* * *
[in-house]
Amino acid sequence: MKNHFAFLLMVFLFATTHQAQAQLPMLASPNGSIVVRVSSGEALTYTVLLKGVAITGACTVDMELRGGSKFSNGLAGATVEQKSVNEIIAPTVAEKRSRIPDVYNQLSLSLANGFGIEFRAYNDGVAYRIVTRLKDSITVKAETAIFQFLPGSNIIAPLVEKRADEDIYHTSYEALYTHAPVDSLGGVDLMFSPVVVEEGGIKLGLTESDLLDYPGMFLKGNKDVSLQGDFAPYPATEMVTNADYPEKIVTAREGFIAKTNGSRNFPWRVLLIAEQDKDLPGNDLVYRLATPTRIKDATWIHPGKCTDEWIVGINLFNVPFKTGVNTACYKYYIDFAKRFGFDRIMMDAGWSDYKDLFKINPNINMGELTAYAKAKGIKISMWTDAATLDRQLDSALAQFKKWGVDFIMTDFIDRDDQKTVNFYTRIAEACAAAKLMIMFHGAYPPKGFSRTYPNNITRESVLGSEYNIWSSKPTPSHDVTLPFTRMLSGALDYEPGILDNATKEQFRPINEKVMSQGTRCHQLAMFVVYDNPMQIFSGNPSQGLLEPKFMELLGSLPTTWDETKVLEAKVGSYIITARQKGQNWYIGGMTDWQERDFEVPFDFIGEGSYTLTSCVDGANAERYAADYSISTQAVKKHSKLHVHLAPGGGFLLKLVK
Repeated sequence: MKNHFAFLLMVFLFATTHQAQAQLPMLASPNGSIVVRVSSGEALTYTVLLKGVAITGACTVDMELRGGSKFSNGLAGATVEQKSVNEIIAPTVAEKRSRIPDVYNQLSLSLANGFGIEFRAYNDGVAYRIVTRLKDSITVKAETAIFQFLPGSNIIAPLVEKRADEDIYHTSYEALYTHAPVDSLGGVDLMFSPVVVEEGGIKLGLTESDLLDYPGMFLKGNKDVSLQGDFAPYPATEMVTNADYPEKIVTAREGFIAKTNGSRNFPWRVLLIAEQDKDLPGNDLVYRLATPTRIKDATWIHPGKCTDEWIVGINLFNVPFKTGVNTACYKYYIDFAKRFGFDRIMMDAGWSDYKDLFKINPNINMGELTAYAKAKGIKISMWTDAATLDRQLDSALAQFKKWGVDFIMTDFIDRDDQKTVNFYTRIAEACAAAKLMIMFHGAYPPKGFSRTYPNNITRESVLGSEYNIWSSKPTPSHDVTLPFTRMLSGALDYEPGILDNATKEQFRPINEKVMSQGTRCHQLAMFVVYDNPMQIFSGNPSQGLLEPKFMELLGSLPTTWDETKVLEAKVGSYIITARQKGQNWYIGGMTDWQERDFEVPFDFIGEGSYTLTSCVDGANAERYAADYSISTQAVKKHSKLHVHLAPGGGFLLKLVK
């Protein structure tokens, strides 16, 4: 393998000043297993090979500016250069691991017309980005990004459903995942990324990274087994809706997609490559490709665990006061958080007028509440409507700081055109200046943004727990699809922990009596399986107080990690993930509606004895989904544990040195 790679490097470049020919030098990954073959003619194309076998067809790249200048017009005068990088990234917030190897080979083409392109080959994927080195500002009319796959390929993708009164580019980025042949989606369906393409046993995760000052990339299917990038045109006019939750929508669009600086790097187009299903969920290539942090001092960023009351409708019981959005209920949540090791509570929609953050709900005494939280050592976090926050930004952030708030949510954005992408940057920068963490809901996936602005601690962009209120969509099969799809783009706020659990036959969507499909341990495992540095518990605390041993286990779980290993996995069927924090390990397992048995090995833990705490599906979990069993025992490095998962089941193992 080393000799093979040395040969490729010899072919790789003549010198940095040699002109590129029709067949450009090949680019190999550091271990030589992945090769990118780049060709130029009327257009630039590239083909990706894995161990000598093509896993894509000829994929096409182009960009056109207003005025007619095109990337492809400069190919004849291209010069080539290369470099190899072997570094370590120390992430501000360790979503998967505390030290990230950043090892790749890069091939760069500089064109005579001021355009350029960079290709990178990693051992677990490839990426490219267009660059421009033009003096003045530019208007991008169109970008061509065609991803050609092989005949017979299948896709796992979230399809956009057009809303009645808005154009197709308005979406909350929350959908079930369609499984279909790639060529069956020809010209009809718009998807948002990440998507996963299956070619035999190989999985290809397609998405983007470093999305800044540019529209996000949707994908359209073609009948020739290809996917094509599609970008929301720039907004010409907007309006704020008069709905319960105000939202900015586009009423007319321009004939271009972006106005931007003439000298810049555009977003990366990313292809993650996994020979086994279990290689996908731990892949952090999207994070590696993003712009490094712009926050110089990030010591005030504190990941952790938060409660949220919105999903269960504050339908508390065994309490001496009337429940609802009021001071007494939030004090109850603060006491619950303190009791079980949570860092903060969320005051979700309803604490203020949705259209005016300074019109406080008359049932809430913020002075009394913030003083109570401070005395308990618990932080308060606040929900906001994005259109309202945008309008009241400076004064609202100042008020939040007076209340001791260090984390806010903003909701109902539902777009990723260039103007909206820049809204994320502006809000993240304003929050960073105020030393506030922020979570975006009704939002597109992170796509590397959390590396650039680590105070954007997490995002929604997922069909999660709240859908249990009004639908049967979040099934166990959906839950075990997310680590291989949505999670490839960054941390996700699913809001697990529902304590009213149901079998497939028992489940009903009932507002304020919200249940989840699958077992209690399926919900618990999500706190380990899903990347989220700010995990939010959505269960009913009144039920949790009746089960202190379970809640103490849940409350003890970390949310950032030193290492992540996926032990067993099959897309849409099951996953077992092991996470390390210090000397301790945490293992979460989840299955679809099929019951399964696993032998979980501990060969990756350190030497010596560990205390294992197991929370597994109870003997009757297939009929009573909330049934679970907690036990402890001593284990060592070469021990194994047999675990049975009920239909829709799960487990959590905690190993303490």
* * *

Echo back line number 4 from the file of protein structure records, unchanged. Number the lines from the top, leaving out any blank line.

């Protein structure tokens, strides 16, 4: 393998000043297993090979500016250069691991017309980005990004459903995942990324990274087994809706997609490559490709665990006061958080007028509440409507700081055109200046943004727990699809922990009596399986107080990690993930509606004895989904544990040195 790679490097470049020919030098990954073959003619194309076998067809790249200048017009005068990088990234917030190897080979083409392109080959994927080195500002009319796959390929993708009164580019980025042949989606369906393409046993995760000052990339299917990038045109006019939750929508669009600086790097187009299903969920290539942090001092960023009351409708019981959005209920949540090791509570929609953050709900005494939280050592976090926050930004952030708030949510954005992408940057920068963490809901996936602005601690962009209120969509099969799809783009706020659990036959969507499909341990495992540095518990605390041993286990779980290993996995069927924090390990397992048995090995833990705490599906979990069993025992490095998962089941193992 080393000799093979040395040969490729010899072919790789003549010198940095040699002109590129029709067949450009090949680019190999550091271990030589992945090769990118780049060709130029009327257009630039590239083909990706894995161990000598093509896993894509000829994929096409182009960009056109207003005025007619095109990337492809400069190919004849291209010069080539290369470099190899072997570094370590120390992430501000360790979503998967505390030290990230950043090892790749890069091939760069500089064109005579001021355009350029960079290709990178990693051992677990490839990426490219267009660059421009033009003096003045530019208007991008169109970008061509065609991803050609092989005949017979299948896709796992979230399809956009057009809303009645808005154009197709308005979406909350929350959908079930369609499984279909790639060529069956020809010209009809718009998807948002990440998507996963299956070619035999190989999985290809397609998405983007470093999305800044540019529209996000949707994908359209073609009948020739290809996917094509599609970008929301720039907004010409907007309006704020008069709905319960105000939202900015586009009423007319321009004939271009972006106005931007003439000298810049555009977003990366990313292809993650996994020979086994279990290689996908731990892949952090999207994070590696993003712009490094712009926050110089990030010591005030504190990941952790938060409660949220919105999903269960504050339908508390065994309490001496009337429940609802009021001071007494939030004090109850603060006491619950303190009791079980949570860092903060969320005051979700309803604490203020949705259209005016300074019109406080008359049932809430913020002075009394913030003083109570401070005395308990618990932080308060606040929900906001994005259109309202945008309008009241400076004064609202100042008020939040007076209340001791260090984390806010903003909701109902539902777009990723260039103007909206820049809204994320502006809000993240304003929050960073105020030393506030922020979570975006009704939002597109992170796509590397959390590396650039680590105070954007997490995002929604997922069909999660709240859908249990009004639908049967979040099934166990959906839950075990997310680590291989949505999670490839960054941390996700699913809001697990529902304590009213149901079998497939028992489940009903009932507002304020919200249940989840699958077992209690399926919900618990999500706190380990899903990347989220700010995990939010959505269960009913009144039920949790009746089960202190379970809640103490849940409350003890970390949310950032030193290492992540996926032990067993099959897309849409099951996953077992092991996470390390210090000397301790945490293992979460989840299955679809099929019951399964696993032998979980501990060969990756350190030497010596560990205390294992197991929370597994109870003997009757297939009929009573909330049934679970907690036990402890001593284990060592070469021990194994047999675990049975009920239909829709799960487990959590905690190993303490």